Locate your state’s nurse practice act (NPA)
Locate your state’s nurse practice act (NPA) and associated regulations governing prescribing by advanced practice nurses (CNPs, CRNAs, CNMs, CNSs). Answer and discuss the following in this forum:
1. Does your NPA require the APRN to have a collaborative agreement with a physician?
In the State of Virginia, the nurse practice act requires the APRN to have a written or electronic practice collaborative agreement with at least one patient care team provider and it’s regulated by the Board of Medicine and the Board of Nursing equally (Virginia Law Library, 2020).
In my opinion, I believe it is good for APRN to have a collaboration agreement for a specific period or hours. I believe this to be true with most professions, I find it is beneficial for both patient and practitioners to have someone to discuss difficult cases or issues with or treatment plans. As a new nurse, I remember thinking it was great having a preceptor for two weeks, but I also saw the charge nurse as that person I could collaborate with. I feel like after some time or even a certain number of hours that a APRN should be able to have autonomy and no longer be required to have a collaboration agreement or must work under a physician. In fact, in Virginia after five years of full-time experience or 9,000 hours over the five years the APRN can apply for autonomous practice (Commonwealth of Virginia, 2020). I believe this allows the APRN who want the autonomy to apply for it and those who want to continue to collaborate that option as well.
2. Does your NPA require the APRN to have a prescribing agreement with a physician? Discuss whether you think the NPA should or should not require the APRN to have a prescribing agreement and explain why/why not.
Virginia’s Nurse Practice Act requires the APRN to have a prescribing agreement with a physician for Schedule II through VI. The NP must disclose to patients that they are a licensed nurse practitioner, and the patient care team physician can not have more than six nurse practitioners at one time (Virginia Law Library, 2020).
Prescribing medications can be a tricky process as I often find patients try to obtain a prescription during an appointment. For example, when I worked for a pediatrics office it seemed the parents were always looking for antibiotics when they were bringing their children in for a sick visit even if it was viral and we explained the antibiotics would not help. I believe if the APRN provides education, gathers a through history and physical exam, is familiar with the medication, side effects, contraindications, etc.… they should be allowed to prescribe without a prescribing agreement. As Arcangelo, Peterson, and Wilbur state in their book Pharmacotherapies for Advanced Practice (2017,p.7), “it is essential for the practitioner to understand the responsibility involved in prescribing that drug or drugs and to consider seriously which class of medication is most appropriate for the patient.” If they have passed the boards and are held to the same standards and regulations as any other provider, I do not see why they can not prescribe without a prescribing agreement with a physician. I also, believe allowing the APRN to prescribe continues continuity of care as they are the most familiar with the patient and their history. I believe if we were to rely on another provider just to prescribe without knowing the patient that would be a huge mistake and a potential for errors.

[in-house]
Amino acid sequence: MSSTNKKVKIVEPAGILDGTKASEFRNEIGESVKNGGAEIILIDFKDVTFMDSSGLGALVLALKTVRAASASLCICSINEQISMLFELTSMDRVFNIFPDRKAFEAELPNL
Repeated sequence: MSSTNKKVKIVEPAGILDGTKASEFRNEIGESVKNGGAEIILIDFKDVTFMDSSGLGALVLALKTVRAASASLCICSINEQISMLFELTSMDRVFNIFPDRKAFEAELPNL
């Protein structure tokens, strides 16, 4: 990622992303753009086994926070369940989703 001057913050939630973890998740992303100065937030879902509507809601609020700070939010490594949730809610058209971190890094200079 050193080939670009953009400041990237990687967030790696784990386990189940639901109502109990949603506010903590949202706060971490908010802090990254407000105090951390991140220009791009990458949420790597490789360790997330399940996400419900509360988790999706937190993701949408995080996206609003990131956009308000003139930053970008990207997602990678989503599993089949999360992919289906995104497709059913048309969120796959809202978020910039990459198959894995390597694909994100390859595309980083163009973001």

3. Does your NPA permit APRNs to prescribe all classes (schedules) of medications? Discuss whether you think the NPA should or should not permit APRNs to prescribe all classes of medications, and explain why/why not.
The APRN can schedule II to VI in Virginia. Our APRN’s in Virginia are not allowed to prescribe a Class I drug. Class I drugs are the most dangerous drugs and potential for addiction and abuse is high. These are not approved for medical usage in the United States. So, I believe that the classes our APRN are approved to prescribe are appropriate.
4. Describe collaborative approaches to treating rashes across the lifespan. Should the CNP treat without a collaborator or consultant? Support your statements based upon evidence.
Anytime a patient presents with a rash the main thing that needs to be done is a detailed skin history, and health assessment. Finding out the cause of the rash is the main way to heal or get rid of the rash. I know that trying to get into a dermatologist is extremely hard as they seem to be overwhelmed with patients. I believe if we educate a APRN on what to look for and on the different types of rashes and causes they should be allowed to treat rashes. If the APRN is not sure of what is causing the rash or how to treat they should reach out and collaborate with their care team physician as they would with any other issue or concern or refer the patient out to another provider. If the APRN has the proper training, performs a full physical and history is able to diagnose and knows the treatment for the rash they shouldn’t need to collaborate or send to a consultant (Arcangelo, Peterson, & Wilbur, 2017).
Arcangelo, V. P. & Peterson, A. M. (2017). Pharmacotherapeutics for advanced practice: A practical approach (4th ed.). Philadelphia, PA: Wolters Kluwer/Lippincott Williams &Wilkins.
Commonwealth of Virginia regulations governing the licensure of nurse practitioner. Retrieved from http://www.dhp.virginia.gov/media/dhpweb/docs/nursing/leg/Nursepractitioners.pdf
Virginia Law Library. (2020). The code of Virginia. Retrieved from https://law.lis.virginia.gov/vacode/54.1-2957.01/